Imagine, if you will, a lady of a certain repute, or, at the very least, a certain disposition towards love and pecuniary matters, such that the one were contingent on the other, or the other on the one; she might troll for a dollop of desire, if but a dollar may find its way to her, or, should some troll tickle a collop of her belly, she may yet tolerate it, if he would pay a toll. At every amorous portal will she sing tra-la-la if there but be a piper to pay her for the tune. How may we name such a Polly of amory?
If you’re thinking Trollope, you have it: I have been emulating (I will allow others to judge the success) the style of Anthony Trollope, a prolific novelist of the nineteenth century. He was certainly versed in the ways of the sexes and the ways of money; here is a quote from Doctor Thorne:
One of her instructors in fashion had given her to understand that curls were not the thing. “They’ll always pass muster,” Miss Dunstable had replied, “when they are done up with bank notes.”
Does such a lass seem like a bit of a trull? Trolling for banknotes, as it were? Well, it may be from troll (verb, originally meaning “wander about”) or trull (“prostitute”, derived from the aforementioned troll) that we get trollop (“prostitute, slattern”). Now, this trollop is not related to our novelist’s name, Trollope (though I cannot say whether there may have been some influence in form); the family name is a toponym from a place in northern England – a place that was originally named, in Old Norse, “valley of the trolls” (this troll also not related to the troll that gives us trollop). But it does seem that Trollope’s own interest in actually earning money with his writing, his scorn of those who disdained lucre, and his workday approach to the craft – not waiting for the muse but actually writing to a daily quota – made him a literary trollop in the eyes of some critics.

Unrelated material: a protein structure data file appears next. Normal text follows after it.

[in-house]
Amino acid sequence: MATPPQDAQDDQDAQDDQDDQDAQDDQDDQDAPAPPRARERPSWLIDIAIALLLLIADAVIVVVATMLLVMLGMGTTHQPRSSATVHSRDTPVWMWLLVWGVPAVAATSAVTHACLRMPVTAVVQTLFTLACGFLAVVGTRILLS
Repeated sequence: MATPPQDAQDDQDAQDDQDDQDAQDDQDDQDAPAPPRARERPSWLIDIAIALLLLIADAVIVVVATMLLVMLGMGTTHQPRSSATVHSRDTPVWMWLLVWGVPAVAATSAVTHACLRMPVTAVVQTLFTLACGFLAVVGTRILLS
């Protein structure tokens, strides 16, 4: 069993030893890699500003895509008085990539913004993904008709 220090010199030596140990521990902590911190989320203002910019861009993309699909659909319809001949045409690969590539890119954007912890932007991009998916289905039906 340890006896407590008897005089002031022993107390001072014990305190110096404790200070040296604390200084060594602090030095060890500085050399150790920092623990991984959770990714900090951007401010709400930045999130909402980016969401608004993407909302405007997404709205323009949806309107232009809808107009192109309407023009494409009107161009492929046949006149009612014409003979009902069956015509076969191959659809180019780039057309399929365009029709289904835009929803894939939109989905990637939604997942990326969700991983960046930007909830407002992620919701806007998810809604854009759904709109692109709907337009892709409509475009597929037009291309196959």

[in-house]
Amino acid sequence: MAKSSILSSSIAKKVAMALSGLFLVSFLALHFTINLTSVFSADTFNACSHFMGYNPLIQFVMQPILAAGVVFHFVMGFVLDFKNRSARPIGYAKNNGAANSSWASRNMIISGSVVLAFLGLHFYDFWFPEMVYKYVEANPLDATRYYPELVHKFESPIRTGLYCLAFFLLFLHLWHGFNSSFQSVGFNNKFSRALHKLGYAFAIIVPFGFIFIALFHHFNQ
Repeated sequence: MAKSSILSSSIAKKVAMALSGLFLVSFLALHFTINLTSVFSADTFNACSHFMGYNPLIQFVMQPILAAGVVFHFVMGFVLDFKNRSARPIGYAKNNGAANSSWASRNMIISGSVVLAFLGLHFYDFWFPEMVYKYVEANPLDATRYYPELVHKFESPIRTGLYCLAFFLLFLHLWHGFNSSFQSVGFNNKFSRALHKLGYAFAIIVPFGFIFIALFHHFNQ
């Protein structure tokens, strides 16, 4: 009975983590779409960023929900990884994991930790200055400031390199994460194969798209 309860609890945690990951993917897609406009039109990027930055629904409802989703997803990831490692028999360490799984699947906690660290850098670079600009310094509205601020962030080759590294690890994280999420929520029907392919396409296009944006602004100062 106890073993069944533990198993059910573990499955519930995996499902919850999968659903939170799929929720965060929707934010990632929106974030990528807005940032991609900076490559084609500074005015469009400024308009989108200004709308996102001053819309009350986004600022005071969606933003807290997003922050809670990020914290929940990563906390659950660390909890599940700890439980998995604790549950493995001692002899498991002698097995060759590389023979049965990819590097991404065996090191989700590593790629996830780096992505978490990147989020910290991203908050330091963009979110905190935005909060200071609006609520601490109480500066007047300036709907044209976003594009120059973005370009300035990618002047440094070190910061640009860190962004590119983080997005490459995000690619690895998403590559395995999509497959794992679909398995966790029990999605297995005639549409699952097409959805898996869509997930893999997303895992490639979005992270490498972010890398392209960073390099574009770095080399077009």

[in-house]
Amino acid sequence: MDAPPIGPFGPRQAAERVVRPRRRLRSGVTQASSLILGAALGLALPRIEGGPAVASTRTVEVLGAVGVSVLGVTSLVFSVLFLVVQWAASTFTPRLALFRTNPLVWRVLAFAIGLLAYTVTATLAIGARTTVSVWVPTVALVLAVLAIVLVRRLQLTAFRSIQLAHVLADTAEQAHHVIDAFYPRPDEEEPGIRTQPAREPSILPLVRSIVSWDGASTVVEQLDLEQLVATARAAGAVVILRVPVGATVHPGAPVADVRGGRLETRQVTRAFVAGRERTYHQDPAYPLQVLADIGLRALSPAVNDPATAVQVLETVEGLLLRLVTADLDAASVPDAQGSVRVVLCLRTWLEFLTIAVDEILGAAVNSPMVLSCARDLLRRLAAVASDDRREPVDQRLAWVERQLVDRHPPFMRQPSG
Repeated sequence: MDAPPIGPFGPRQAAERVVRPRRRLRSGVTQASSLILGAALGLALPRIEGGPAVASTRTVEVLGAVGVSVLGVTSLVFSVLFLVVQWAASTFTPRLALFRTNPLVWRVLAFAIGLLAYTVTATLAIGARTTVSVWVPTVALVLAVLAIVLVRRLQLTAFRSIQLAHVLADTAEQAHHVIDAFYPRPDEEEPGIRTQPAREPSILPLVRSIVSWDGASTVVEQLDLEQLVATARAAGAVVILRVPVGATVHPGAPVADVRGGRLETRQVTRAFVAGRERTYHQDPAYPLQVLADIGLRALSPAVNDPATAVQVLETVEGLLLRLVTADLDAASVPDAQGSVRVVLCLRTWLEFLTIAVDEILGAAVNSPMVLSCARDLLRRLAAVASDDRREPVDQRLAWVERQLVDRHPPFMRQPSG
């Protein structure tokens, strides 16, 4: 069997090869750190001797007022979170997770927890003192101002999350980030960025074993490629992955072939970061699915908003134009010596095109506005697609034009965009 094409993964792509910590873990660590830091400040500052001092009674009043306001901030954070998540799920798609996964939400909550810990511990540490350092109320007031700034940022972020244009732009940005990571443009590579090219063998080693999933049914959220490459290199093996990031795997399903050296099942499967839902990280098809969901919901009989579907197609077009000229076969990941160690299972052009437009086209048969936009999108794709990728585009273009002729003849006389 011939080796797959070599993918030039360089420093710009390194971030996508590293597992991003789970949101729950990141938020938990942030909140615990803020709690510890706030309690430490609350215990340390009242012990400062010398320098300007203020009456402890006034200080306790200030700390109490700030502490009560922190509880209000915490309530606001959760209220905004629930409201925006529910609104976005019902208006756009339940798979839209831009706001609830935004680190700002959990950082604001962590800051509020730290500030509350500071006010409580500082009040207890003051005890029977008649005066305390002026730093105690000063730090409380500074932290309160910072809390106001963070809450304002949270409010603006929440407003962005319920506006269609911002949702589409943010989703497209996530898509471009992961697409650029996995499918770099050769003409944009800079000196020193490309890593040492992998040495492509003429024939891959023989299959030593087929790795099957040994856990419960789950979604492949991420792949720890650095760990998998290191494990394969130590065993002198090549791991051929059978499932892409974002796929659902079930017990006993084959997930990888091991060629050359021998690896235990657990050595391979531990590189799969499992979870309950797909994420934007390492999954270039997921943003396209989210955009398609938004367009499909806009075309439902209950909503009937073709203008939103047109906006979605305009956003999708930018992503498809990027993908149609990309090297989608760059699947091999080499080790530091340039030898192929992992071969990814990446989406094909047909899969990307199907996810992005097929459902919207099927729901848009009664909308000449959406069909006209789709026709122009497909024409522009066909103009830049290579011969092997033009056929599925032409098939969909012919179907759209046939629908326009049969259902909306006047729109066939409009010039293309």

Trollop does, of course, have aesthetic appeal quite apart from its novel literary sense. As Jim Taylor says, “It feels like a fascinating word, with those contemptuous plosives. And that very upright double-l in the middle. Could the symmetric o’s be breasts?” Jim has been delicate enough not to mention the sheer iconicity of an ollo ensemble.
But aside from the visuals, with which you are free to play further, there is, as Jim says, the plosives, and, more, the overall feel of the word. It belongs to a set of words with similar sound: dollop, collop, polyp, gallop, fillip; a little more removed, rollick, colic, killick, and bullet, billet, ballot, pullet, prelate… They all start and end with stops, and have a little flip of /l/ in the middle. It gives them, to me, a sort of taste of cold cuts or similar bits of meat you flip onto your tongue, or perhaps of music trills, or little flips or flops of things (whipped cream, perhaps). Brief but longer than abrupt, and with a light touch in the middle. Now, consider: how are trollope and slattern different, and how similar?
And how are a woman who loves for money and a man who writes for money different? And is every pecuniary motivation so poorly looked on? The answer to the latter question is hinted at by Trollope in Doctor Thorne: “There is no road to wealth so easy and respectable as that of matrimony.” Ah, so constancy excuses venality. Now, is a writer of novels who does it for money constant – to his craft – or promiscuous – writing so many different books? Was Trollope a trollop? And does it matter, really? Trollope in his autobiography reminds us of the main thing: “Of all the needs a book has, the chief need is that it be readable.”